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Inside the Factory

  • 2016
  • Season 2
  • 6 episodes
  • Documentary and factual
  • News and current affairs

Summary

In Season 2, Gregg Wallace and Cherry Healey learn about the immunity-boosting powers of vitamin D, investigate how crisps are made and explore the production of baked beans.

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Episode 4: Bicycles

Summary

Gregg Wallace explores the largest bicycle factory in Britain which produces 150 folding bike every 24 hours and joins a multi-stage manual production line to make his own bicycle. Meanwhile Cherry Healey gets some tips from Cycling Team GB to help us all improve our pedal power, including how lowering your body position can make a 10 per cent improvement to speed and efficiency. And historian Ruth Goodman reveals that folding bikes date back to the 1870s, and how 70,000 folding `parabikes" were manufactured during the Second World War, some of which played a role in the D-Day landings

Review

You may have assumed that Gregg Wallace’s gobby enthusiasm was confined to stuff he could eat. You’d be wrong. He almost implodes with excitement at the UK’s largest bicycle manufacturing factory, where a new, handmade, unique bike comes off the production line EVERY THREE AND A HALF MINUTES. Yes, all right mate, we can hear you.

He calms down a little when he’s got a 1,000-degree brazing torch in his hand, but that’s only because he’s frightened of burning himself. What’s even more frightening is discovering how difficult it is for lorry drivers who are turning left to see cyclists. Not so much a blind spot as a blind zone.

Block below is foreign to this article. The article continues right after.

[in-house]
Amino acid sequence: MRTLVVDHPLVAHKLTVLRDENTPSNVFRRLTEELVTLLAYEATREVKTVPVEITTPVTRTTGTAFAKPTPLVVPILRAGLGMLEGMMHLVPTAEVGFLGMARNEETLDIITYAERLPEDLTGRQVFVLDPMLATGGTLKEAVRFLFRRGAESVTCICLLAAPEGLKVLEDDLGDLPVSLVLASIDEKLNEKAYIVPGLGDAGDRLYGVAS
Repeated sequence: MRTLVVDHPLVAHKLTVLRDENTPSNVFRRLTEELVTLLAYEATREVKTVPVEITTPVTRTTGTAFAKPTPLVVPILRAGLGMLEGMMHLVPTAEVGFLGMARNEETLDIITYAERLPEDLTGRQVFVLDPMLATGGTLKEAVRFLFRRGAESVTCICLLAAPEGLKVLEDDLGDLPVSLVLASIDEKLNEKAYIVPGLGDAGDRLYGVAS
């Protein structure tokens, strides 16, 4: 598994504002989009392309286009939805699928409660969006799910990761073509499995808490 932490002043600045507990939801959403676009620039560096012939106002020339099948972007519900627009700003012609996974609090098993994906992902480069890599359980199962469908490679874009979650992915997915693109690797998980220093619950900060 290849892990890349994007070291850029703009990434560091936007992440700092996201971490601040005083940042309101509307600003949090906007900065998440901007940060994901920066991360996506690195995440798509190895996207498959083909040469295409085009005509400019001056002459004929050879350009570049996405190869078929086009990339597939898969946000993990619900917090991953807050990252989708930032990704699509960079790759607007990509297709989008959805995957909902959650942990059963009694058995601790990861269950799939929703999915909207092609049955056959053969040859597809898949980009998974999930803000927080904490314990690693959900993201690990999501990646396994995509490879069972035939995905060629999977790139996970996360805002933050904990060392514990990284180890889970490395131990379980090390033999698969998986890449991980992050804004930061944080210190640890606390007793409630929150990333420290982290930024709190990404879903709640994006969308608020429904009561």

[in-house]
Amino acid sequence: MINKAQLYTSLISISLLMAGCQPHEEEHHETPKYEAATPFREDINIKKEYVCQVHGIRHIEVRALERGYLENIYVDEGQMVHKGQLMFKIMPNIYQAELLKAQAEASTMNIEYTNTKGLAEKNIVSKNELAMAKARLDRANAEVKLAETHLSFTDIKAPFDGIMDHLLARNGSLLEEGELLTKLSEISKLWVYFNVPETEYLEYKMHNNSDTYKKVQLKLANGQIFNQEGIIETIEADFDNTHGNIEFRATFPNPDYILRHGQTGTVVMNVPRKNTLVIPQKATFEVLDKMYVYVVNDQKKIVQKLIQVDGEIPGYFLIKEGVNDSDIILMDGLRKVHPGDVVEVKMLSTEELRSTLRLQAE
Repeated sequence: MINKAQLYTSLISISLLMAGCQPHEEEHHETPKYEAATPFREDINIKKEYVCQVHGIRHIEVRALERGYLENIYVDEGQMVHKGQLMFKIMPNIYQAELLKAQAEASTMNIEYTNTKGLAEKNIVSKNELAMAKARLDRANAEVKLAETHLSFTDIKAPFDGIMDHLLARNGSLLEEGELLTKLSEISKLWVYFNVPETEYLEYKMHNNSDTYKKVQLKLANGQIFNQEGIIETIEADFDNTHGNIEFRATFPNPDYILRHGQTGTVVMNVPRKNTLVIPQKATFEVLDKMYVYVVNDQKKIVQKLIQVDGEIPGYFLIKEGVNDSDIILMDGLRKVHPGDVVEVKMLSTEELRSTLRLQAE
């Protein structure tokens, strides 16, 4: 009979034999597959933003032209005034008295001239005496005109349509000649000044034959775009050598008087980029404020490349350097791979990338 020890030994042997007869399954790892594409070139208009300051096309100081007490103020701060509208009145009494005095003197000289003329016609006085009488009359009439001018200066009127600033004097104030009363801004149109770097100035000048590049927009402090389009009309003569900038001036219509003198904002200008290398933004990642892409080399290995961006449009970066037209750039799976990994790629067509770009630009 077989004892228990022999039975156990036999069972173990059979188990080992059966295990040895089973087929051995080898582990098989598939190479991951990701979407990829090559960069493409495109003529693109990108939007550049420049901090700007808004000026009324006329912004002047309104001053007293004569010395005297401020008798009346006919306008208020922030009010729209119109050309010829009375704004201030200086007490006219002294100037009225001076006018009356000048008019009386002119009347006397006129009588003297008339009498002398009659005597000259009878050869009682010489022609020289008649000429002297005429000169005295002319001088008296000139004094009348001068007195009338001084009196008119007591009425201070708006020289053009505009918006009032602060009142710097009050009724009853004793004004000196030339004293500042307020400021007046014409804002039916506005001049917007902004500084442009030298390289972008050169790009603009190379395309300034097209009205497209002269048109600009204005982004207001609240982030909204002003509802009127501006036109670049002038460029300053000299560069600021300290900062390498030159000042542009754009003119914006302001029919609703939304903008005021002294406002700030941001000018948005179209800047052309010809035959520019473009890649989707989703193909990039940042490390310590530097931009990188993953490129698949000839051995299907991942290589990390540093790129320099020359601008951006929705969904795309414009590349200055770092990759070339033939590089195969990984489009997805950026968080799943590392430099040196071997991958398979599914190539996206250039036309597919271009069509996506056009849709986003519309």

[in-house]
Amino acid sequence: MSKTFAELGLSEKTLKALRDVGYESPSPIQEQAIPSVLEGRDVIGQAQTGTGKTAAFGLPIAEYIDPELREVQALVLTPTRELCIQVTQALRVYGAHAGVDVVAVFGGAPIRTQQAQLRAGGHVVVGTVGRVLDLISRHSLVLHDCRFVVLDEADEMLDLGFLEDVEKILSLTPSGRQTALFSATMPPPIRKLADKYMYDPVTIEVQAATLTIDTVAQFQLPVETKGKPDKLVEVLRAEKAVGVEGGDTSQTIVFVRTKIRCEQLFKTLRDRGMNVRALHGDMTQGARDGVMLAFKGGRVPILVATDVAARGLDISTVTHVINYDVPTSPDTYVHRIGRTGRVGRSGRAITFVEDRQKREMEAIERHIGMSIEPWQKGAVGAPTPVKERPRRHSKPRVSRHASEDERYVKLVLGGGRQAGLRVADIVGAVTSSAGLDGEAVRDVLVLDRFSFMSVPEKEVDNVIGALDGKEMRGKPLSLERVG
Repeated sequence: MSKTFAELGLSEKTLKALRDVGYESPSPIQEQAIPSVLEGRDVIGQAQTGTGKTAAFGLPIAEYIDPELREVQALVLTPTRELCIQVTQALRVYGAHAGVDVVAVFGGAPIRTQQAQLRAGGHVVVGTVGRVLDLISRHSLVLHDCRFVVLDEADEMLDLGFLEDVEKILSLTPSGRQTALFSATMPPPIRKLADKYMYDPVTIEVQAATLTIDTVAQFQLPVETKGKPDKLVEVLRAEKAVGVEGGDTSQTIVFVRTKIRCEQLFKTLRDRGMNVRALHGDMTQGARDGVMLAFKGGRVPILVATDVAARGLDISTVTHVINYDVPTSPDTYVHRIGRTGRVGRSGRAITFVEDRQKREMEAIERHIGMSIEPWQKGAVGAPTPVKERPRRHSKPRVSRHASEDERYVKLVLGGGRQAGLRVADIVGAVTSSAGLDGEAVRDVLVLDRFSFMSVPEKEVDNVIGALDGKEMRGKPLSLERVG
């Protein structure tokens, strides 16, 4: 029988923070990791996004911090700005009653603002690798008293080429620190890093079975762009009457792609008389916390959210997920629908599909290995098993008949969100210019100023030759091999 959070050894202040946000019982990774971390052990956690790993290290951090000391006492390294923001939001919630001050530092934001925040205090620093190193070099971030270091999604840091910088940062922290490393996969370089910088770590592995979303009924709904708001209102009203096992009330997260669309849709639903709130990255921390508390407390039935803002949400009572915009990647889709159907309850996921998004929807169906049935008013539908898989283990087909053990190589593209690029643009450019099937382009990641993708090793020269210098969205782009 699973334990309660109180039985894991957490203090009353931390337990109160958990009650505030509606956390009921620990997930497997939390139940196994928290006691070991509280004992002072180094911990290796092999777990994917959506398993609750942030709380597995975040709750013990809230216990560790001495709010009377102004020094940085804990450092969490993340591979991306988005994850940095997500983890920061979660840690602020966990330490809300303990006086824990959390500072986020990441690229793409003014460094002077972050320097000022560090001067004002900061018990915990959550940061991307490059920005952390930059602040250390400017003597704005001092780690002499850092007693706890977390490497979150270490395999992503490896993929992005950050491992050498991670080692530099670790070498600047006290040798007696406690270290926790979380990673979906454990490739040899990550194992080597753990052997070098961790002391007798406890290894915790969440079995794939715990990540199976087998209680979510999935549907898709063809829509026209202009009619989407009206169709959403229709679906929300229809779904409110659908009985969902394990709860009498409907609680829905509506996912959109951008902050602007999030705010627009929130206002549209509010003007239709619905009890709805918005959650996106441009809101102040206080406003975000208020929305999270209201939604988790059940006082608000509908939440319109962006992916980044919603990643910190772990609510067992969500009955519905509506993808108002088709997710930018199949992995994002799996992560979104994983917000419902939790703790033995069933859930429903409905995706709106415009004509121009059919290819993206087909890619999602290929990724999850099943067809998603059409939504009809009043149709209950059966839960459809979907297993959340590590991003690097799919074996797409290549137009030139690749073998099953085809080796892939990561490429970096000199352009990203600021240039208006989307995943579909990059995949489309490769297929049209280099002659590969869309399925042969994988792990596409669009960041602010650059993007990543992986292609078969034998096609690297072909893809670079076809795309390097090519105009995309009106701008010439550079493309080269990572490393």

Meanwhile, Ruth Goodman’s history of folding bikes includes the fact that Second World War soldiers parachuted into occupied territory with a folded-down bicycle strapped to them.

Details

Released on
2016-08-16
Languages
Formats
Colour

Credits

Crew

rolename
PresenterGregg Wallace
UnknownRuth Goodman
PresenterCherry Healey
UnknownAlice Harper
UnknownSanjay Singhal
UnknownChris Parkin
UnknownChris Parkin
UnknownAmanda Lyon
ProducerEmma Pound

All episodes

  • Summary

    Gregg Wallace explores the largest bicycle factory in Britain which produces 150 folding bike every 24 hours and joins a multi-stage manual production line to make his own bicycle. Meanwhile Cherry Healey gets some tips from Cycling Team GB to help us all improve our pedal power, including how lowering your body position can make a 10 per cent improvement to speed and efficiency. And historian Ruth Goodman reveals that folding bikes date back to the 1870s, and how 70,000 folding `parabikes" were manufactured during the Second World War, some of which played a role in the D-Day landings

    Review

    You may have assumed that Gregg Wallace’s gobby enthusiasm was confined to stuff he could eat. You’d be wrong. He almost implodes with excitement at the UK’s largest bicycle manufacturing factory, where a new, handmade, unique bike comes off the production line EVERY THREE AND A HALF MINUTES. Yes, all right mate, we can hear you.

    He calms down a little when he’s got a 1,000-degree brazing torch in his hand, but that’s only because he’s frightened of burning himself. What’s even more frightening is discovering how difficult it is for lorry drivers who are turning left to see cyclists. Not so much a blind spot as a blind zone.

    Meanwhile, Ruth Goodman’s history of folding bikes includes the fact that Second World War soldiers parachuted into occupied territory with a folded-down bicycle strapped to them.

    Details

    Released on
    2016-08-16
    Languages
    Formats
    Colour

    Credits

    Crew

    rolename
    PresenterGregg Wallace
    UnknownRuth Goodman
    PresenterCherry Healey
    UnknownAlice Harper
    UnknownSanjay Singhal
    UnknownChris Parkin
    UnknownChris Parkin
    UnknownAmanda Lyon
    ProducerEmma Pound
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